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The “workaround” is to clear your browser’s cache, cookies, and history. The Census Bureau also suggests viewing the site in either Internet Explorer 9 or 8. The Bureau and its contractor should be really, really embarrassed about this and fix it quickly.
- Workaround Solution for Redesigned American Factfinder Browser Issues. FDLP Desktop (31 January 2013).
The U.S. Census Bureau has brought to our attention that the newly redesigned American FactFinder does not render properly in some Web browsers. Users have reported issues with various versions of Mozilla Firefox (FF) and Internet Explorer (IE).
The Census Bureau is investigating the matter. In the meantime, their recommendation is to clear the browser’s cache, cookies, and history as a temporary solution. In addition, they recommend viewing the site in either IE 9 or 8. If issues are encountered, the following instructions are specific to IE 8 and up.
- Click on the “Tools” icon.
- Select “Internet Options”.
- Under the “General” tab, click on the “Delete” button under “Browsing history”.
- Select the following:
- Temporary Internet files
- “Preserve Favorites website data”
- Click on the “Delete” button.
To clear the browser cache, cookies, and history for other browsers, visit the American FactFinder FAQ or check the browser’s Web site for browser-specific instructions.
Be advised that clearing your browser’s cache, cookies, and history may impact saved sessions for other Web services.
I ran into this odd post recently about the US Census Bureau’s census tool called American Factfinder — odd because it was mix of interesting, fact-based reporting with a healthy dose of tongue-in-cheek facetiousness. Nursing a “long-standing grudge against another piece of contractor-built government software,” William Hartnett (who may or may not be a journalist) decided to submit a FOIA request to find out how much it cost to build and then wrote a post about it entitled “The U.S. Census Bureau’s American FactFinder, which everyone in the universe hates, cost taxpayers $33.3 million. So that’s great.”
Hartnett’s FOIA request garnered an amazingly quick response from the US Census Bureau:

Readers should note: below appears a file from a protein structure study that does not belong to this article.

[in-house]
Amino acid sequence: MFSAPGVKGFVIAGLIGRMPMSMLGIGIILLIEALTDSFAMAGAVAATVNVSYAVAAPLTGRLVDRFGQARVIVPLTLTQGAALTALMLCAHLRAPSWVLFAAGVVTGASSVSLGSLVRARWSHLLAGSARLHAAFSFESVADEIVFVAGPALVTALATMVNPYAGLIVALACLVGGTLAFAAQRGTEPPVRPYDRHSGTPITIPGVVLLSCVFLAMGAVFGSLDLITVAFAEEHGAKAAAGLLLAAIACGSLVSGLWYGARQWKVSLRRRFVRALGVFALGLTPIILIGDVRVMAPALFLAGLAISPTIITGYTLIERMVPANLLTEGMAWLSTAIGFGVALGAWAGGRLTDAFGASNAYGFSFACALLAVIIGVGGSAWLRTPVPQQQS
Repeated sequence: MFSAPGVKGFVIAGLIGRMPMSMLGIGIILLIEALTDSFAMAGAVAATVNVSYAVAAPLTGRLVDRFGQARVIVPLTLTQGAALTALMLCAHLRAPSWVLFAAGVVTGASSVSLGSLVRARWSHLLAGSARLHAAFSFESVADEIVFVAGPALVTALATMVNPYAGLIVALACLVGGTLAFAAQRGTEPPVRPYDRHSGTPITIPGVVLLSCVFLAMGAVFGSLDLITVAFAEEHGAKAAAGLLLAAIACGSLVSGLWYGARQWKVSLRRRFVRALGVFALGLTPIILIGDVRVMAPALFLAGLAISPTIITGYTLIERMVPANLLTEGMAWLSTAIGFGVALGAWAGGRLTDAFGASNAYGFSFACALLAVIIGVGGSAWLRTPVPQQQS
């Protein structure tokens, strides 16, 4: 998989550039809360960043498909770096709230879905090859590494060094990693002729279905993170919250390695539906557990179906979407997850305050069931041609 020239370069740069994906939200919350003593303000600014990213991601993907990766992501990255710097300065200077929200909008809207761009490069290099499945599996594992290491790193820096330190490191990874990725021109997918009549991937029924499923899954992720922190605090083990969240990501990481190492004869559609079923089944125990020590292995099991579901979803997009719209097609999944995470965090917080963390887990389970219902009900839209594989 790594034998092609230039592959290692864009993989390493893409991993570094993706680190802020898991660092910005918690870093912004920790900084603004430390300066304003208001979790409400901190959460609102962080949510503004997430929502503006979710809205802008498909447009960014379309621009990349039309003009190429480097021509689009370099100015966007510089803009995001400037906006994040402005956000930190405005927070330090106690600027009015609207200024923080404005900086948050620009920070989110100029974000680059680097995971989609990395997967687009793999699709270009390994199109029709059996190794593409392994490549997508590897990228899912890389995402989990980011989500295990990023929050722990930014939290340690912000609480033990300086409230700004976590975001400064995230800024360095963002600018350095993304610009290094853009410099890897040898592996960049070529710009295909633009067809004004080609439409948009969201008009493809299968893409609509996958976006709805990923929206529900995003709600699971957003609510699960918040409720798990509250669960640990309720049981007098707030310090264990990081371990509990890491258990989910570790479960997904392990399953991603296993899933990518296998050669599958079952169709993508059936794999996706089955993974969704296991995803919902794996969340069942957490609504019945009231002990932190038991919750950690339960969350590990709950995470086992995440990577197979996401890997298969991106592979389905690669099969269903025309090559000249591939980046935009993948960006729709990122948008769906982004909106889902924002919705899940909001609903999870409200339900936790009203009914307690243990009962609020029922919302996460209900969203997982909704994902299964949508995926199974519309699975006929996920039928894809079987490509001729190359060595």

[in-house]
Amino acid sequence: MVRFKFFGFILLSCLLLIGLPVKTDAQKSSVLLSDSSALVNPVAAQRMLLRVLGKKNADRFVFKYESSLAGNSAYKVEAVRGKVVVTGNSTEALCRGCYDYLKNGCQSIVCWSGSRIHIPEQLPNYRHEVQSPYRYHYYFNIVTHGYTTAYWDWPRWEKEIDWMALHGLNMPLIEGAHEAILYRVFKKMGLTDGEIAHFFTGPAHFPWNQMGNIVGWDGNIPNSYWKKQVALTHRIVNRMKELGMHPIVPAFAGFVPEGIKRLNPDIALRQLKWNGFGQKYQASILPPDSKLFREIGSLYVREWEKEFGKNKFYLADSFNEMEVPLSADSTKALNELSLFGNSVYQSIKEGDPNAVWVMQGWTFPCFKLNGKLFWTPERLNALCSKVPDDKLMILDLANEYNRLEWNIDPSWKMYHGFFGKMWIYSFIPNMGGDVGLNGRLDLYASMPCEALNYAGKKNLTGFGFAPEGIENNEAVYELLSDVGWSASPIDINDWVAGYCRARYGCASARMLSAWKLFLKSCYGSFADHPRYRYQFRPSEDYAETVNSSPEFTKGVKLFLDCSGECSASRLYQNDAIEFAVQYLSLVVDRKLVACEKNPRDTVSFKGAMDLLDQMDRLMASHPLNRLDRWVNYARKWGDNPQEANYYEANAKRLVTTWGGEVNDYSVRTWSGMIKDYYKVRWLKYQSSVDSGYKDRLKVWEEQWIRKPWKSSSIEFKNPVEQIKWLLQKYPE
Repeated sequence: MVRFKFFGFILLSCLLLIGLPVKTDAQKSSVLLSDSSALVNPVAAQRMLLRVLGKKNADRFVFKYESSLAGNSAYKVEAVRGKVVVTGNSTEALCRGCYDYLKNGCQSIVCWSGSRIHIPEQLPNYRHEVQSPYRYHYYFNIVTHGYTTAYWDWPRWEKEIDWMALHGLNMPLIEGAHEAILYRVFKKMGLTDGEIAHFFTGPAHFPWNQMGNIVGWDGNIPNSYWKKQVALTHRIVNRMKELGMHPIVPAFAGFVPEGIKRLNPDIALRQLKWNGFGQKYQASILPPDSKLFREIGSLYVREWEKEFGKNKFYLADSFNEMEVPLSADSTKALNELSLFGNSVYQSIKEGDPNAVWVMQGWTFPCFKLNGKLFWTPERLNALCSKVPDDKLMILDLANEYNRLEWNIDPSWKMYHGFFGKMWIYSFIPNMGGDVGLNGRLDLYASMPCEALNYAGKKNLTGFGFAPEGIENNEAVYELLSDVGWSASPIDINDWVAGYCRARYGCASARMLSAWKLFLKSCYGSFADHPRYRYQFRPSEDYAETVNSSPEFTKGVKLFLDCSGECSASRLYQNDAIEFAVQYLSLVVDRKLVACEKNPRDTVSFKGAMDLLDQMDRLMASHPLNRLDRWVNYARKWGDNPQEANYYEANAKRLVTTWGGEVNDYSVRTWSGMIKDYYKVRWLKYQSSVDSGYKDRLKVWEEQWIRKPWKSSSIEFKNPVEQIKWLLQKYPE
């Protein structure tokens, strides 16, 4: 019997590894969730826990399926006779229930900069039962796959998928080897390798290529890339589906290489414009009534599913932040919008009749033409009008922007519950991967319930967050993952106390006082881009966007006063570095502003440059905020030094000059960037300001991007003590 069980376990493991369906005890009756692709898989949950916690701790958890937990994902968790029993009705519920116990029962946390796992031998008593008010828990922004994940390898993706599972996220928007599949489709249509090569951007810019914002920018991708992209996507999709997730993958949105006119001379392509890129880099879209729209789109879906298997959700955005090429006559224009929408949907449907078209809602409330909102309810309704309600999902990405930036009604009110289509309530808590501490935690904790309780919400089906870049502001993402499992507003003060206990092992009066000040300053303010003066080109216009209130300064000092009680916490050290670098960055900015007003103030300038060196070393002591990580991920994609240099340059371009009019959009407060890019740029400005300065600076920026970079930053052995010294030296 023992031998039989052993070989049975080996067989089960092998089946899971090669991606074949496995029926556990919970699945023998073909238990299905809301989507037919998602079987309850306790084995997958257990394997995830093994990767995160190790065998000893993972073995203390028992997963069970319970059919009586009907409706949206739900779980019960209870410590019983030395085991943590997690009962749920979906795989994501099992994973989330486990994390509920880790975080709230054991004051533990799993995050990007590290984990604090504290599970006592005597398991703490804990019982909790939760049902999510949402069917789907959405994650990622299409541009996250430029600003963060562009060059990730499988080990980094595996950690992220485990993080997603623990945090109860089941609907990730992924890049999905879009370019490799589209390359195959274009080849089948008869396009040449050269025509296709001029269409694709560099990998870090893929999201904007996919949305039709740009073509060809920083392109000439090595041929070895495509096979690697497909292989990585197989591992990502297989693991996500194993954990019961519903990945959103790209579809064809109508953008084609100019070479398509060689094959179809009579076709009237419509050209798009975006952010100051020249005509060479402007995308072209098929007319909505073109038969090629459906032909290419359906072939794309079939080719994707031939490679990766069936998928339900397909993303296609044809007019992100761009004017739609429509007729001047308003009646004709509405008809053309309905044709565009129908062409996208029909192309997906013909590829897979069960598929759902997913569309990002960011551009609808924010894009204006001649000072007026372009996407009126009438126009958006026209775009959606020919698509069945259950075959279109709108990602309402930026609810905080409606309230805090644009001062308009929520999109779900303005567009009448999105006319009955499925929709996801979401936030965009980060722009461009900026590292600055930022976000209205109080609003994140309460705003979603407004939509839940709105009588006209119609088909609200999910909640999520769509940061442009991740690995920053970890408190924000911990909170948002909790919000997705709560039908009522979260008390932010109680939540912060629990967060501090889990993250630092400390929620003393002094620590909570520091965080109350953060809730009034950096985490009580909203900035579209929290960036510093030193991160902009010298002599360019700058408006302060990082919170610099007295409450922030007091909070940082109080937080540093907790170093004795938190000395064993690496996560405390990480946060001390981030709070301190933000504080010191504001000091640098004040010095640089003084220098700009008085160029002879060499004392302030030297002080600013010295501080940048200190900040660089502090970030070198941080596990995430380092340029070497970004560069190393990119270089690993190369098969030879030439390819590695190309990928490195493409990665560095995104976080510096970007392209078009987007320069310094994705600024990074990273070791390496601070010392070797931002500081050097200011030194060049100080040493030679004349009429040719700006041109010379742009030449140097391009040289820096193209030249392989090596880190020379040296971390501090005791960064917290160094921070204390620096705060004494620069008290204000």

The name of the company that developed the current version of the American FactFinder web application is IBM U.S. Federal and the total $33,340,681.00.
While I’m the first to admit that FactFinder is a difficult and confusing tool to use (not to mention that the Census Bureau decided not to host the 1990 census data on AFF2 but instead to only make it available for download on their FTP server!), I would put it in neither the “useless boondoggle” nor even the “steamy pile of sh*t” category. But at least now we now know how much FactFinder cost to build.
Besides that little informational tidbit, Hartnett also provided pointers to 2 Web sites of interest:
Muckrock: This site, for a small fee (not clear if they’ll manage your FOIA fees exemption), helps researchers, journalists and the public submit and manage their FOIA requests, and scans and makes them available to the public. Check out the FOIA requests currently in their queue. You can follow @MuckRockNews on twitter.
Investigative Reporters and Editors (IRE) has a Census project “designed to provide journalists with a simpler way to access 2010 Census data so they can spend less time importing and managing the data and more time exploring and reporting the data.” This is a great example of a useful tool built from bulk data supplied by the US Census Bureau! Check out the tool and let us know what you think.
Just a reminder to all my docs librarian peeps: The American FactFinder’s old interface (which many think is easier to use than their new interface!) is going away and American FactFinder2 will be the default interface to access data and statistics from the US Census Bureau. I hope FactFinder2 will make links to the 1990 census and older data sets (see the list below) VERY transparent. It’s a real shame that those older data sets won’t be accessible via the new search interface but only via FTP.
The Census Bureau will be ending the legacy version of American FactFinder on January 20. Any deep links into the discontinued system will no longer work, including links to:
- 1990 Census
- 2000-2004 American Community Survey
- 2000-2001 Supplementary Survey
- 1997 Economic Census
- 2003 Annual Survey of Manufactures
- 2003 Nonemployer Statistics
These products will only be available through an archived FTP format. All other current and previous year data from the American Community Survey, Puerto Rico Community Survey, Annual Population Estimates, Economic Census, and Annual Economic Surveys are available in the new American FactFinder. Access the how-to guide for Building Deep Links into the New American Factfinder to learn how to create links.